Many Older People Take Anti-Anxiety Meds Despite Risks
Despite known risks, older people often take benzodiazepines, a class of drugs that helps treat anxiety and sleep problems. New research raises questions about why benzodiazepines are prescribed so often when safer alternatives may be available.
Benzodiazepines include the medications alprazolam (Xanax), diazepam (Valium), and lorazepam (Ativan). Although effective for short-term use, they can have serious risks. Benzodiazepines can impair thinking, movement, and driving skills in older people and increase the risk of falls. Long-term use can lead to dependence, and stopping the drug may lead to withdrawal symptoms.
NIH-funded researchers studied benzodiazepine use over a 1-year period. They found that about 1 in 20 U.S. adults, ages 18 to 80, received a benzodiazepine prescription. This fraction rose with age, from about 3% among those 18 to 35, to 9% in those 65 to 80. Long-term use (over 4 months) also rose with age.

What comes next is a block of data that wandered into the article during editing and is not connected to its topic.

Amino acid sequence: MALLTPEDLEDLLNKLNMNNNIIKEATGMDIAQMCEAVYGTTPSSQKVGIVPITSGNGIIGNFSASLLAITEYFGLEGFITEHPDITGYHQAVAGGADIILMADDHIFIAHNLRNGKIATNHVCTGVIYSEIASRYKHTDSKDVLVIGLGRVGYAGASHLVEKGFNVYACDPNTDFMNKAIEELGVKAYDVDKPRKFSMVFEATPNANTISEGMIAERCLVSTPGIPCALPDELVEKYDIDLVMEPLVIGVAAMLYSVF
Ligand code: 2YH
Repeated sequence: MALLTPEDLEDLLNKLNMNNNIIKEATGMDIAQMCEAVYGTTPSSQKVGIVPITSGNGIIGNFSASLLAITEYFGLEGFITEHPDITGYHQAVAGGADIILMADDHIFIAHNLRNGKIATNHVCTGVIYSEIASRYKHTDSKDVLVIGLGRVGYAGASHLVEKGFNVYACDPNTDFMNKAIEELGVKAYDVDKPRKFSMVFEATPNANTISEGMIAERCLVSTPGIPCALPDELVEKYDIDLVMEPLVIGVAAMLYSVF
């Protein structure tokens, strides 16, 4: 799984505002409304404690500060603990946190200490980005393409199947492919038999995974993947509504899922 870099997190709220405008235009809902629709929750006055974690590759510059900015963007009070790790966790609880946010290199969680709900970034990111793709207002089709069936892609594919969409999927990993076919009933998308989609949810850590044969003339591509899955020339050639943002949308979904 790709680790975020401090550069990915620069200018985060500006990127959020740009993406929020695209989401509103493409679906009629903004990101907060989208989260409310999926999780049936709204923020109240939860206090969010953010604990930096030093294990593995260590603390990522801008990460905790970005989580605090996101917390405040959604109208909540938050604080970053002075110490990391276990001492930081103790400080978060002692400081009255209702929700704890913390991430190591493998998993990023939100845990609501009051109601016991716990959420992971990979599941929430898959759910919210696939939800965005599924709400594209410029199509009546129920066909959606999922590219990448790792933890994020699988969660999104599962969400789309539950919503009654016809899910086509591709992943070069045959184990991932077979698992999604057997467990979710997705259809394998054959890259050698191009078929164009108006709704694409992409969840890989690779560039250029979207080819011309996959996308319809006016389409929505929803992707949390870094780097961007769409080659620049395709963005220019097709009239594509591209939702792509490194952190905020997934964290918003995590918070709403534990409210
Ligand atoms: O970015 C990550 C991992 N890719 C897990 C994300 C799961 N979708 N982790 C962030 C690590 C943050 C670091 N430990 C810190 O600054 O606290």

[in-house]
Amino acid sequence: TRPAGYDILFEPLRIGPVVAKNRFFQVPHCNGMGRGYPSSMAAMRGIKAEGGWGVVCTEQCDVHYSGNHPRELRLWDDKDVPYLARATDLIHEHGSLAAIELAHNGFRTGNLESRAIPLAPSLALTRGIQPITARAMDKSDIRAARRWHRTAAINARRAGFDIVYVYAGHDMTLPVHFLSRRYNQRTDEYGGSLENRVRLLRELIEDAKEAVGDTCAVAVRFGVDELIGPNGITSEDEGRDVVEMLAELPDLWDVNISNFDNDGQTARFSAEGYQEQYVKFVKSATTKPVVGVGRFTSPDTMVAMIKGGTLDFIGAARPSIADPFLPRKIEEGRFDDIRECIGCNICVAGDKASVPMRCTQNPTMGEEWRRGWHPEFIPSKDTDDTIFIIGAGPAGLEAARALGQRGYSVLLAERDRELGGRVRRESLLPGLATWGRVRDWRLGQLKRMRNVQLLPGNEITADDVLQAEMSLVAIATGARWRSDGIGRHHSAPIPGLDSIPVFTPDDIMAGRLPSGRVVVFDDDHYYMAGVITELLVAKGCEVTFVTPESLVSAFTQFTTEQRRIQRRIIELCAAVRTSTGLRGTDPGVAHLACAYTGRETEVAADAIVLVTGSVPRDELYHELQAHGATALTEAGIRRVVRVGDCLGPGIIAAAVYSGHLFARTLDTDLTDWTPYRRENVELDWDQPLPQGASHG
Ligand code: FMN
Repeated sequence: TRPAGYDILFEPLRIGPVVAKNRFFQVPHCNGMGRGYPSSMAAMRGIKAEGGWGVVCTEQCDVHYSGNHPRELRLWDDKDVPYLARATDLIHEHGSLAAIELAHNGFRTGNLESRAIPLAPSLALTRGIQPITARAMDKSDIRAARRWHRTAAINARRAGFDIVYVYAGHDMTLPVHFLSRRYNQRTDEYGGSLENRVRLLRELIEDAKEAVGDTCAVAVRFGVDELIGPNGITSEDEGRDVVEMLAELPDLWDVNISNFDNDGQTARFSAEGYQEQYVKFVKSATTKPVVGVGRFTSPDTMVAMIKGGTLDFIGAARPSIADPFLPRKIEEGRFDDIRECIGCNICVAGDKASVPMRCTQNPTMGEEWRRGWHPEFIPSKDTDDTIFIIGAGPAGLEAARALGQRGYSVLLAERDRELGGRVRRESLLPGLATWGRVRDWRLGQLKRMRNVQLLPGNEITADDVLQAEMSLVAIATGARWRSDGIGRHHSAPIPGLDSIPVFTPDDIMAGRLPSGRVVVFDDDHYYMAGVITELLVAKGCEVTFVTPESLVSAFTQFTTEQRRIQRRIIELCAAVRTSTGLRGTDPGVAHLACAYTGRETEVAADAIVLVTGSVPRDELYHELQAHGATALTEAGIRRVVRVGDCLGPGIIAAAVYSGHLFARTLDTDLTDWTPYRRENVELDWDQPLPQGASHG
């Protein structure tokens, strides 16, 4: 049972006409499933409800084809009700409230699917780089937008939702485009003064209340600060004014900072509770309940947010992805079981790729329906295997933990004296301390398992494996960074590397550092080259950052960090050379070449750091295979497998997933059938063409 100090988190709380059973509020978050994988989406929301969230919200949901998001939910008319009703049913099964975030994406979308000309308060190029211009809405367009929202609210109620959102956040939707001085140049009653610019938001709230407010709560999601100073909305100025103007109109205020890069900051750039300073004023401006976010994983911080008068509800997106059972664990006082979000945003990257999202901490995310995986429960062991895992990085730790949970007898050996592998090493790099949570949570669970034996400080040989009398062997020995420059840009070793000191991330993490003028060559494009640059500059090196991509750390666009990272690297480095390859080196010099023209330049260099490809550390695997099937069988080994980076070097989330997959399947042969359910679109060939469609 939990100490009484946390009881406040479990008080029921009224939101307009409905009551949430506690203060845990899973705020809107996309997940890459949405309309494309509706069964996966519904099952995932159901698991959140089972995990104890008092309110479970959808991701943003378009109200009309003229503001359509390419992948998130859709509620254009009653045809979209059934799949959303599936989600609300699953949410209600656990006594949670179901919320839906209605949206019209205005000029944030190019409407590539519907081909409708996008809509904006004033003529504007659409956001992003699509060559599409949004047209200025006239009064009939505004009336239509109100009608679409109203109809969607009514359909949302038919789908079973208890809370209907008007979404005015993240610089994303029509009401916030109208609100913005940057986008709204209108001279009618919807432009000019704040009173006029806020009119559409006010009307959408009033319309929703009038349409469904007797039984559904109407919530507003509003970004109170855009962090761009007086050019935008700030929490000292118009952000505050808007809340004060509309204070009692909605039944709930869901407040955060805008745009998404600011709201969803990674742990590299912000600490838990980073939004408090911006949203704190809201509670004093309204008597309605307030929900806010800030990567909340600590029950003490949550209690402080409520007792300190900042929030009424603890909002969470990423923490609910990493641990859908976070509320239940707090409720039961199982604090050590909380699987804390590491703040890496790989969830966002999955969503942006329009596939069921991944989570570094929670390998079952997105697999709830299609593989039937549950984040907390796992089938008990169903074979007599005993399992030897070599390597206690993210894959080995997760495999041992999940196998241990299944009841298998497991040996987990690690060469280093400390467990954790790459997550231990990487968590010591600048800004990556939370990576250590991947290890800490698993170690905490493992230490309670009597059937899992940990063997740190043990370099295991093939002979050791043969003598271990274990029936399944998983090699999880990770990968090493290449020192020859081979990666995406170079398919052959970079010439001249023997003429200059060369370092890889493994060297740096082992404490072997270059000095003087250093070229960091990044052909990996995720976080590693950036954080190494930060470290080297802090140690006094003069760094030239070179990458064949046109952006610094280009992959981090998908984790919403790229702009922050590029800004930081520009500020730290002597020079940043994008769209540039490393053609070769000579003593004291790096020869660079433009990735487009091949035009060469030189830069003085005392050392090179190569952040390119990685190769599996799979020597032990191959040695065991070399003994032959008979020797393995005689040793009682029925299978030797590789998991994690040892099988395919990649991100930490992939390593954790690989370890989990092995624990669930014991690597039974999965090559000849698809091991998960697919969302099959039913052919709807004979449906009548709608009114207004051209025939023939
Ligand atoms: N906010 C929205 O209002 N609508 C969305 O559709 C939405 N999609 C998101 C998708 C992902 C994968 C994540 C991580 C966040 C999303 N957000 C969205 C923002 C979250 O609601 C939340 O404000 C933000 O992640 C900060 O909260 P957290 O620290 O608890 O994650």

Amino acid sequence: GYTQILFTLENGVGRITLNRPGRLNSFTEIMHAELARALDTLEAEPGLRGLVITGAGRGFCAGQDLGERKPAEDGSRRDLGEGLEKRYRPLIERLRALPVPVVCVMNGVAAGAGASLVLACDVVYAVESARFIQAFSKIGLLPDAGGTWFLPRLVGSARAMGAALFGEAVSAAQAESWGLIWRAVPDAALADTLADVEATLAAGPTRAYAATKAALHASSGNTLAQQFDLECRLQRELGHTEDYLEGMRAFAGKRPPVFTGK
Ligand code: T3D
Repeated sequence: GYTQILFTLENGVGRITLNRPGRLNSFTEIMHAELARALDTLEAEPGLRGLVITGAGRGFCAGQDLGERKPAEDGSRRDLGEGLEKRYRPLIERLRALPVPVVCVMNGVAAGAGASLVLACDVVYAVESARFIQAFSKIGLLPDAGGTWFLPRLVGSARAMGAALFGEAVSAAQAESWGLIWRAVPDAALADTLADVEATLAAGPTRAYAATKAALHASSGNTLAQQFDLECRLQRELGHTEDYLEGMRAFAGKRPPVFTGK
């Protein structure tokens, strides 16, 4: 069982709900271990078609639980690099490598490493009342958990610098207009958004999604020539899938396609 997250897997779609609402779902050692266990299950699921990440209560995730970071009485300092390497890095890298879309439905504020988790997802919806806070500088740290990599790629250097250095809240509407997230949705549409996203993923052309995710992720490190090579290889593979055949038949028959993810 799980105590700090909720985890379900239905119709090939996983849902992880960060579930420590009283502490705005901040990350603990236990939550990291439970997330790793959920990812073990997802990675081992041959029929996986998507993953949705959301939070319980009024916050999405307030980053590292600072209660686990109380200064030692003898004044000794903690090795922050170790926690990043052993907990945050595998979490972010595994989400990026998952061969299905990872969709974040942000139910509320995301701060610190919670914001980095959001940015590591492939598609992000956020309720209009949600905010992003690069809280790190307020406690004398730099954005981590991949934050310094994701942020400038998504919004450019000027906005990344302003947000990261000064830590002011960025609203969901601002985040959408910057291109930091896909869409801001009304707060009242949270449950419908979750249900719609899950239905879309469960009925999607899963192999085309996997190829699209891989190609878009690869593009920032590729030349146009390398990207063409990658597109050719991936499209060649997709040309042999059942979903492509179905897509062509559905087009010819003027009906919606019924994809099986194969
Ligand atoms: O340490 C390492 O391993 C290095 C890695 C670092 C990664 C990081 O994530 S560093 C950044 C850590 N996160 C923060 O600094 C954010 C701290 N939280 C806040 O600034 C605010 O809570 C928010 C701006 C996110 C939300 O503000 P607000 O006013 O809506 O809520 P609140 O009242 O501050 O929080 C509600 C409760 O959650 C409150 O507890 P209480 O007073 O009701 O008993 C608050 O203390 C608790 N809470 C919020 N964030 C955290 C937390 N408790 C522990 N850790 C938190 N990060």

Women were about twice as likely as men to take benzodiazepines. Among women 65 to 80 years old, 1 in 10 was prescribed this class of drug, with almost a third of those receiving long-term prescriptions.
Most prescriptions for benzodiazepines were written by non-psychiatrists. “These medications can pose real risks, and there are often safer alternatives available,” says study co-author Dr. Michael Schoenbaum of NIH. Practice guidelines recommend psychotherapy approaches and antidepressants as the initial treatment for anxiety. For sleep problems, guidelines recommend behavioral changes as the first approach.
“Our findings strongly suggest that we need strategies to reduce benzodiazepine use, particularly for older women,” Schoenbaum says.
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